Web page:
Wright left the Times and moved to Australia in 2010. That year, the paper had introduced a hard paywall, and Wright said that he and other colleagues felt strongly that this wasn’t a good idea. “Who wants to be writing or making stuff for 5,000 subscribers?” he said. “It was also a cost of living decision for me,” he added. “I'd been living in London for ten years with my wife, and we did the sums and just realised we couldn't afford to live in London if we wanted to have kids.”

Wright tried to keep producing The Bugle from Melbourne, a decision which he now describes as “insane”. “It was around 2am [Australian time] when they started recording,” he explained. “I was using my in laws’ Australian-speed wifi, and because I was uploading huge reams of data to the Times, they got stung with an enormous bill. I thought maybe this is a message that I should seek some local employment.”

Wright joined the ABC and went back to live radio, producing for a call-in programme on a local Melbourne station, before moving over to triple j – a station he describes as a bit like BBC Radio 1 in the UK. It was hard work, but a great introduction to life in his new country. “The best way to learn about Australian culture and the way of life was being at the ABC,” he said. “It's the most trusted organisation the country has, even more so I think than the BBC in relation to Britain, given all the scandals recently.”

After the success of Serial, he said he remembers thinking “are podcasts back now?”. “The Nieman Lab in America came out with a journalism survey about reader engagement, and it said the average interaction with a video is one minute, the interaction with a page is almost ten seconds, and with podcasts it's 20 minutes. That was just this eureka moment – all these people thought wow, that's an aeon in online time, let's try doing this.”

In Australia, Wright explained, as in the UK and elsewhere podcasts had been “just the best radio shows cut up to a vast extent”. But in 2014 publications and broadcasters quickly moved to take advantage of the renewed interesting in podcasting. He is now part of a department at the ABC developing online-only podcasts “that will hopefully feed into the radio schedule later on”. It’s a moment of unprecedented creative freedom, Wright said. “That sense of risk has been missing from radio, well media, for a long time. . . Like at the Times, we’re told ‘just go do it and come back with some good ideas’, and it's fantastic.”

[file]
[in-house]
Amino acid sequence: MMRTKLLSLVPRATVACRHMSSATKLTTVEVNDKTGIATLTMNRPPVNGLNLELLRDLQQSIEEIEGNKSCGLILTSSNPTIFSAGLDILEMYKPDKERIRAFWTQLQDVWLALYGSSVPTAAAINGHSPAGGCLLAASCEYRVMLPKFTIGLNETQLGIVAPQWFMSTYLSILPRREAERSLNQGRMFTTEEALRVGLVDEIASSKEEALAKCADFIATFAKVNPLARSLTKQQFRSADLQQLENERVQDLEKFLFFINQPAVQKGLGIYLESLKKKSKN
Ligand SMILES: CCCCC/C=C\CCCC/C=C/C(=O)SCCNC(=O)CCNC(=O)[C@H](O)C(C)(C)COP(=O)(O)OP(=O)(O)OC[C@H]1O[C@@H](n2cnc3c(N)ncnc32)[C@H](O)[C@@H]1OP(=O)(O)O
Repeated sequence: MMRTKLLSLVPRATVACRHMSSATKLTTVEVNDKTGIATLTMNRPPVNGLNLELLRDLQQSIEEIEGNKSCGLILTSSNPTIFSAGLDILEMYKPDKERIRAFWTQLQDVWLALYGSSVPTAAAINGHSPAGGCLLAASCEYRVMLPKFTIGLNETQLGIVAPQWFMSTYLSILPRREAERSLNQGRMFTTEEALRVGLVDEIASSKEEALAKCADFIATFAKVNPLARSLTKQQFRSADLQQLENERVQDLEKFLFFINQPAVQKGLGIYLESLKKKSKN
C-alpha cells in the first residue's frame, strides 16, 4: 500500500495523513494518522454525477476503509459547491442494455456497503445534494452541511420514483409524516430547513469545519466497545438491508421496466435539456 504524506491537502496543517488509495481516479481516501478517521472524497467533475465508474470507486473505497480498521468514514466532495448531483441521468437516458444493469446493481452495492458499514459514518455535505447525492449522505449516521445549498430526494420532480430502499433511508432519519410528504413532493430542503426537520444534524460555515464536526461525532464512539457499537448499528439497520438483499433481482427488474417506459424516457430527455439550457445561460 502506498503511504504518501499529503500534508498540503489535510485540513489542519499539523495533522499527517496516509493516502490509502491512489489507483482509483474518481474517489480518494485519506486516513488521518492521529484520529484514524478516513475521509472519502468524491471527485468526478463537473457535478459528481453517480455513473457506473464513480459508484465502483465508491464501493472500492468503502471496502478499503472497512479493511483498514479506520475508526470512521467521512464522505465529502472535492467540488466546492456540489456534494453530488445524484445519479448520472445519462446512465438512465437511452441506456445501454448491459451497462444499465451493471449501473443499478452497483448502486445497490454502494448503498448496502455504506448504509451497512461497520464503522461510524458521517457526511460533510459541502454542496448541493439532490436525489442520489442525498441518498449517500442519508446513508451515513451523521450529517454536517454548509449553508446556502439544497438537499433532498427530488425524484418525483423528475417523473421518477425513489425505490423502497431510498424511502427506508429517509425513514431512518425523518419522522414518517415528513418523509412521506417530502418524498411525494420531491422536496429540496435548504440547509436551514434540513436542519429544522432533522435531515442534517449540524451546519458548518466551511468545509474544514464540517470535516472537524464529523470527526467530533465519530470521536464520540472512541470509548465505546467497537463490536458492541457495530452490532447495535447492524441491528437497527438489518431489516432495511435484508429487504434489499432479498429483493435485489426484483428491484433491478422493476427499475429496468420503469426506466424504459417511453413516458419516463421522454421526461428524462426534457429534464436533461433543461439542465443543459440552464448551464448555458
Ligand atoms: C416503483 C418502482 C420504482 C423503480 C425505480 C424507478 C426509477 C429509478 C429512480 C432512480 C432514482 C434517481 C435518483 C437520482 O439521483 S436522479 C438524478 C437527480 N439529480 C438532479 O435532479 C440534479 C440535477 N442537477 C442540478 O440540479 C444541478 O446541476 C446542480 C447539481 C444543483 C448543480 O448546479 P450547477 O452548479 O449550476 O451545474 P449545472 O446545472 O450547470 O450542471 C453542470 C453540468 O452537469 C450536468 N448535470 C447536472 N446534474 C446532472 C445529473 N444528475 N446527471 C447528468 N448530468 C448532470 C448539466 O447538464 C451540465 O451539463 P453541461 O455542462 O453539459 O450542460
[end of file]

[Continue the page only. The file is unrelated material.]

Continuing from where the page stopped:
Wright is focusing on developing comedy podcasts – as “Australian comedy is great and criminally underrepresented,” he said. One show that has come out of his department already is The Tokyo Hotel, an eight-part series following the inhabitants of an eccentric hotel in Los Angeles. It’s a great listen: there’s a lot of original music, and the fast-paced, surreal script feels at times reminiscent of Welcome to Night Vale. “It was hugely gratifying but immensely hard work,” Wright said. “It had its own score, numerous actors, a narrator who was Madge from Neighbours. It was quite literally a big production.”

The plan for 2017 is to bring out another, similarly ambitious production, as well as “a couple more standard ‘comedians chatting’ things”. Australians are already big podcast fans, and Wright reckons that enthusiasm for the form is only growing. “I think that Australia is a place that's not afraid to embrace the new in any way,” he said. “Podcasts are a new thing for a lot of people and they're really lapping it up. . . It's very curious because I think in Britain anything old is seen as valued, and the new is sometimes seen with suspicion. It's almost the exact opposite here.”

Five Australian podcasts to try

Little Dum Dum Club

Comedians Tommy Dassalo and Karl Chandler run a charming weekly interview show.

Free to a Good Home

Michael Hing and Ben Jenkins, plus guests, chat through the weird and wonderful world of Australian classified ads.

Let’s Make Billions

Simon Cumming and his guests aim to launch a new billion-dollar startup every week.

Meshal Laurie’s Nitty Gritty Committee

The commercial radio host shares the stories she’s been most surprised and moved by.

Bowraville

Dan Box, the crime reporter at the Australian newspaper, investigates the unsolved serial killings of three Aboriginal children.

Do you have ideas for podcasts I should listen to or people I should interview? Email me or talk to me on Twitter. For the next instalment of the New Statesman’s podcast column, visit newstatesman.com/podcasts next Thursday. You can read the introduction to the column here.

Caroline Crampton is assistant editor of the New Statesman. She writes a weekly podcast column.